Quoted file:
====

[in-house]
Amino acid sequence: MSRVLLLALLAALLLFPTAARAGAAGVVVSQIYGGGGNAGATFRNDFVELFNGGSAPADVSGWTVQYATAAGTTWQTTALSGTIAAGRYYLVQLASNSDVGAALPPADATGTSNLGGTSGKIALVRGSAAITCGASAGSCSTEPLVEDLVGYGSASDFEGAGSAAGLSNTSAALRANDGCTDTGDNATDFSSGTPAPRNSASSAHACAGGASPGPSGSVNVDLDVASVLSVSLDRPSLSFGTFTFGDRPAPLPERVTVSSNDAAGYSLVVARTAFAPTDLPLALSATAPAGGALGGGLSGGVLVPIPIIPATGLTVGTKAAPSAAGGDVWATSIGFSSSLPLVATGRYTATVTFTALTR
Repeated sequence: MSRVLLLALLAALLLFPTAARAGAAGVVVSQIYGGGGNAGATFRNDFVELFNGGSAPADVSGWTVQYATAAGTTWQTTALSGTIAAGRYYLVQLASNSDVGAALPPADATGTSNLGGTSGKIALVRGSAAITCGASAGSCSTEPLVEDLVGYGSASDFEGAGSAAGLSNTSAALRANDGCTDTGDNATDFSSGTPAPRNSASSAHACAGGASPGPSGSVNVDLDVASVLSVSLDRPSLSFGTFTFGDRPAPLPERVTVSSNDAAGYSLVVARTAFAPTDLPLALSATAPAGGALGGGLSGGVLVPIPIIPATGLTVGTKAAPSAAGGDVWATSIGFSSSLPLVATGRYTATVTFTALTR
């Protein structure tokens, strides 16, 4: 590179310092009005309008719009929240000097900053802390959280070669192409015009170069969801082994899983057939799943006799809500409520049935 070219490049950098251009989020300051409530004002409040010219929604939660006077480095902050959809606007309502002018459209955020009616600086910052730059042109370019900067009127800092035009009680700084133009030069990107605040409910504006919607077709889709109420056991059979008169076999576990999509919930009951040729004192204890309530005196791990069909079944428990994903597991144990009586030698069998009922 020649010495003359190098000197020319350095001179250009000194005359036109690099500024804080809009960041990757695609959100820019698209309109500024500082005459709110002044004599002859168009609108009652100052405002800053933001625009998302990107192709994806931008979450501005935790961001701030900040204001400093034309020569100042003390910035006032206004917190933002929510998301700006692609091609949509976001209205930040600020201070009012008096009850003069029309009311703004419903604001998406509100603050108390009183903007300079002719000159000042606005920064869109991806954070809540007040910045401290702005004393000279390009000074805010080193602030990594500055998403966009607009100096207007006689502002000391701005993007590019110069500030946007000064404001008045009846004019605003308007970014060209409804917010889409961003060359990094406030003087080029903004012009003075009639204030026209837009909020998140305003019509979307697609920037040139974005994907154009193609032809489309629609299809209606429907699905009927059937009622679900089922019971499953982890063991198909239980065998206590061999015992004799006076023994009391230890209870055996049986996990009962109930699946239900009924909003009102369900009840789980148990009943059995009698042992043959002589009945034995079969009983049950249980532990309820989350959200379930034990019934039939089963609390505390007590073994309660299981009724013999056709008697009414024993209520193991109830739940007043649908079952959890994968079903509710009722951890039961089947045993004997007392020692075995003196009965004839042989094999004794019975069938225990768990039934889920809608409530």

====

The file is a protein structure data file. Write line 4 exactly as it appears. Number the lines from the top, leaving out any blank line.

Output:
């Protein structure tokens, strides 16, 4: 590179310092009005309008719009929240000097900053802390959280070669192409015009170069969801082994899983057939799943006799809500409520049935 070219490049950098251009989020300051409530004002409040010219929604939660006077480095902050959809606007309502002018459209955020009616600086910052730059042109370019900067009127800092035009009680700084133009030069990107605040409910504006919607077709889709109420056991059979008169076999576990999509919930009951040729004192204890309530005196791990069909079944428990994903597991144990009586030698069998009922 020649010495003359190098000197020319350095001179250009000194005359036109690099500024804080809009960041990757695609959100820019698209309109500024500082005459709110002044004599002859168009609108009652100052405002800053933001625009998302990107192709994806931008979450501005935790961001701030900040204001400093034309020569100042003390910035006032206004917190933002929510998301700006692609091609949509976001209205930040600020201070009012008096009850003069029309009311703004419903604001998406509100603050108390009183903007300079002719000159000042606005920064869109991806954070809540007040910045401290702005004393000279390009000074805010080193602030990594500055998403966009607009100096207007006689502002000391701005993007590019110069500030946007000064404001008045009846004019605003308007970014060209409804917010889409961003060359990094406030003087080029903004012009003075009639204030026209837009909020998140305003019509979307697609920037040139974005994907154009193609032809489309629609299809209606429907699905009927059937009622679900089922019971499953982890063991198909239980065998206590061999015992004799006076023994009391230890209870055996049986996990009962109930699946239900009924909003009102369900009840789980148990009943059995009698042992043959002589009945034995079969009983049950249980532990309820989350959200379930034990019934039939089963609390505390007590073994309660299981009724013999056709008697009414024993209520193991109830739940007043649908079952959890994968079903509710009722951890039961089947045993004997007392020692075995003196009965004839042989094999004794019975069938225990768990039934889920809608409530």